In this age of online training plans and workouts, do you ever find yourself with a burning question you’d like to directly ask a cycling coach? Well, now is your chance to ask away! In this series, we’ll be putting your questions to expert coaches – send them in at email@example.com.
I won’t lie, when I saw this question come in for my weekly article, I was rubbing my hands together – a chance to get stuck into some real exercise physiology. Don’t worry though, I won’t start just throwing technical terms around - well, not just yet anyway...
To answer this question we need to understand – during very hard exercise – what exactly is going on there in the leg muscles and what it is that forces us to start breathing harder.
Sports scientist and coach James Spragg is one of the experts who will be answering your questions in Cycling Weekly's ASK A CYCLING COACH series which comes out every Wednesday. Working both in research and applied settings, he currently runs Intercept Performance Consultancy.
Let’s start with the legs…
During very hard exercise such a VO2 max session or during anaerobic efforts, there are several changes that happen within the leg muscles. You have all probably heard about lactate (sometimes incorrectly called lactic acid) and how its build up causes our legs to burn and stops us from exercising… well, I am here to tell you that is completely incorrect.
Lactate is certainly produced but it doesn’t cause our legs to burn, nor does it stop us from exercising. In fact, without it, things would be a lot worse. Let me explain.
You might remember from biology class a substance called ATP – ATP is basically a micro battery that can be used to transfer energy around the cell. Every time our leg muscles contract, we break down ATP. However, there is only a limited amount of ATP available; so, if we want to keep going, we need a way of putting ATP back together. We have several ways to do this. The phosphocreatine (PCr) system, the glycolytic system, and the aerobic system. Okay yes, we’re getting technical with this one…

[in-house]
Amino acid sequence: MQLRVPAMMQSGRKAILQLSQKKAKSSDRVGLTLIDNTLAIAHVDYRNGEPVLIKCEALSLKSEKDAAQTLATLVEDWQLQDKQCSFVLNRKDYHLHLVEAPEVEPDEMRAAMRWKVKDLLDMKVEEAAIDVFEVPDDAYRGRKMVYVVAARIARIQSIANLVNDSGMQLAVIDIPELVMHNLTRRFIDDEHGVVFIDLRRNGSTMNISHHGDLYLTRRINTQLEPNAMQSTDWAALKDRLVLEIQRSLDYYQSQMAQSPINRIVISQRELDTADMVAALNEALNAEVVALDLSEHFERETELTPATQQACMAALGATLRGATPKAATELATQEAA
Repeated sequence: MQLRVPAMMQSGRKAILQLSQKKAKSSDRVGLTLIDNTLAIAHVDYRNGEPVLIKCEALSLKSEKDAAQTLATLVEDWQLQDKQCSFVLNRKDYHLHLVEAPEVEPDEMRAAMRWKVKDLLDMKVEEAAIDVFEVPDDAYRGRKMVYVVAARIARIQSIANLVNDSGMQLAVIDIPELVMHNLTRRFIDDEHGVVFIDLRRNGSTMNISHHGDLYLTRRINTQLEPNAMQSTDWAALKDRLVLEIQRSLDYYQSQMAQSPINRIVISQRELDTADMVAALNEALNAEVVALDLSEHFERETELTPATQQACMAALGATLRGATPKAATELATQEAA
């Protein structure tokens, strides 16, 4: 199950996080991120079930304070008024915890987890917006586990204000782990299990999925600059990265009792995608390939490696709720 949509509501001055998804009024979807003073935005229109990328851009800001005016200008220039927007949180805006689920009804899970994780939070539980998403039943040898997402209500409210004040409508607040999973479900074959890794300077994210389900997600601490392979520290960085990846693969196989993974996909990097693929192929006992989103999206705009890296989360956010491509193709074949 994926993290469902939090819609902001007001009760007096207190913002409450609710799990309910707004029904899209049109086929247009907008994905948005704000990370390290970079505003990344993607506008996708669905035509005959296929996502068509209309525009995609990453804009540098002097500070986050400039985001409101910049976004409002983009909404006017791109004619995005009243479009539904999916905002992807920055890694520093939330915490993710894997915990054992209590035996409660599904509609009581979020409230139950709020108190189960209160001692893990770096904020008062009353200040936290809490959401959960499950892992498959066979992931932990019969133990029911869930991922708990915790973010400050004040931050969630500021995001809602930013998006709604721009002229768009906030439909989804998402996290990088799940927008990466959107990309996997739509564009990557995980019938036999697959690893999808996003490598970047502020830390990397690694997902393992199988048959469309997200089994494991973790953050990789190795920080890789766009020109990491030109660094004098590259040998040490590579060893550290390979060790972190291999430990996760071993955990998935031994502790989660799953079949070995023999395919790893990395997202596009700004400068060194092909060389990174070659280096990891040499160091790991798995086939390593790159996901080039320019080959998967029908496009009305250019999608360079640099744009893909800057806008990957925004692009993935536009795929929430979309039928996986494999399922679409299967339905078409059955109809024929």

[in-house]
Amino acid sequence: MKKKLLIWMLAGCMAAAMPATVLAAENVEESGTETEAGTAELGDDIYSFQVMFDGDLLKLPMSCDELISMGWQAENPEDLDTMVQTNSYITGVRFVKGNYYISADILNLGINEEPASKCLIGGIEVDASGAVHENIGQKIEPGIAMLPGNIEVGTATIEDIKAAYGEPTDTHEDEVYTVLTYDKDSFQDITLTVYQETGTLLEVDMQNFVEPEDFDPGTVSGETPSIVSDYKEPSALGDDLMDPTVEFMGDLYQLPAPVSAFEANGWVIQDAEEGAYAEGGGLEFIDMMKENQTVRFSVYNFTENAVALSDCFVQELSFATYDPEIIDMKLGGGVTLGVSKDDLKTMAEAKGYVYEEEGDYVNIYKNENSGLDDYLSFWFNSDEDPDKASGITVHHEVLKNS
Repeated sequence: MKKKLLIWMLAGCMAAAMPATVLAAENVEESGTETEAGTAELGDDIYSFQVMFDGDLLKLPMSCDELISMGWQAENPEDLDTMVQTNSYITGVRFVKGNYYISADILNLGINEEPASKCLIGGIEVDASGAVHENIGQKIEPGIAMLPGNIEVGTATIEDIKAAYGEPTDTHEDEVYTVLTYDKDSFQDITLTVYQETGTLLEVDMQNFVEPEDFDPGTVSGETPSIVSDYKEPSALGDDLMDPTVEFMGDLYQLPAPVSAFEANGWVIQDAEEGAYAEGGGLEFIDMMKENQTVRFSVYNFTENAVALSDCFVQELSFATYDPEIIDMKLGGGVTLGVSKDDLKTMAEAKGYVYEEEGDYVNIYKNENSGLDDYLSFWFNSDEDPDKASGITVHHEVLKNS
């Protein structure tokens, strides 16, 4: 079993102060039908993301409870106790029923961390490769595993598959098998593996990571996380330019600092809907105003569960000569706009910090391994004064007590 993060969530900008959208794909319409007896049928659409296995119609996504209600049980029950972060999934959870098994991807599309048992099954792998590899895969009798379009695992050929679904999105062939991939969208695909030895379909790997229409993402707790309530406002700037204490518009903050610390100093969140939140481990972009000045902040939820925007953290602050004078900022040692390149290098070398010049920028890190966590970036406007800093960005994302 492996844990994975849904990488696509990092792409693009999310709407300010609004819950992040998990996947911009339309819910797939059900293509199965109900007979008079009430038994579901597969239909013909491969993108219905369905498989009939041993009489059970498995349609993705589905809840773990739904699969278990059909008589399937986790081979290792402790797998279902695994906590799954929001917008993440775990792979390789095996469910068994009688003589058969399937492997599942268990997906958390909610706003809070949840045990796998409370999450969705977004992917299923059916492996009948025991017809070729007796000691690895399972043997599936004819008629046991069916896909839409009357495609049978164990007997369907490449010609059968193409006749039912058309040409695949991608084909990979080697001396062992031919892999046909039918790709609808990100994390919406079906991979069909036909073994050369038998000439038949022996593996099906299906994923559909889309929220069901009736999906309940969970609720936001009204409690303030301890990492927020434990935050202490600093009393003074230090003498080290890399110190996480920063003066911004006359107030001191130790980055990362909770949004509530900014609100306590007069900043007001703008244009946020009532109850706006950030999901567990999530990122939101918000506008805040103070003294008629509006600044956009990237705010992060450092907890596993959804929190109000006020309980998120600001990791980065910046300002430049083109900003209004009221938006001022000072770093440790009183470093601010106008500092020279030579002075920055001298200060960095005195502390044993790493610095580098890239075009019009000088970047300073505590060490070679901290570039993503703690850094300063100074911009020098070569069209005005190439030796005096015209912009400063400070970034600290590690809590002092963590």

To put ATP back together, we first break down PCr, but in doing so we release the P from the Cr. This is bad news as the P part – or inorganic phosphate as we call it - interferes with how well the muscle contracts. Too much inorganic phosphate means that you won’t be able to continue cycling. It’s inorganic phosphate that’s the bad guy in terms of fatigue, not lactate.
During very hard exercise ATP and PCr breakdown are higher than the aerobic system can put back together! So, to keep going, we rely on the glycolytic system to pick up the slack. If it didn’t, inorganic phosphate levels would spiral out of control and we would quickly be forced to stop exercising.
The glycolytic system is where lactate comes from. As we produce lactate we put a small amount of ATP back together – a good thing – but we also produce another by-product, hydrogen ions or H+ as we normally call it. As H+ is created it leaves the muscle and enters the bloodstream. This has the effect of making the blood more acidic.
The breathing part…
During very hard exercise, we are already breathing hard to take in as much oxygen as possible. However, as we have all experienced, there is a difference between controlled breathing when going hard, and uncontrolled breathing when going very hard. Let’s look at what causes that difference.
As we have discussed, when going very hard, more and more H+ enters the bloodstream causing our blood to become more acidic. Our bodies don’t like it when our blood becomes more acidic (the pH goes down), our bodies actually like to keep everything in check and in a very tight range of values – we call this homeostasis.
To maintain homeostasis (in the blood) we can convert H+ into carbon dioxide (CO₂). Which we can then breathe out. This has the effect of returning the blood to its normal pH. But to do that we need to increase our breathing rate.
To stimulate this response, we have neuroreceptors in the blood vessels around the heart that can sense increased CO₂ and H+ concentrations. Once they are activated, they send a signal up to the brain stem to increase our breathing rate. Et voila, we start breathing harder and harder.
But why does our breathing rate increase before our legs stop working? Well, simply because to keep putting ATP back together, and therefore to allow us to keep exercising, the glycolytic system needs to produce lactate. When it does this it also produces H+, which enters the bloodstream and is converted into CO₂, which we then need to breathe out.
If we didn’t increase our breathing rate before our legs gave out the pH of the bloodstream would drop. Our bodies only work when our blood pH is within a very narrow range… go outside that range and well, to put it bluntly, we would die.
The fact that our breathing rates increases and we get out of breath before our legs give up is quite simply the body’s way of maintaining homeostasis and keeping us alive during very hard exercise.
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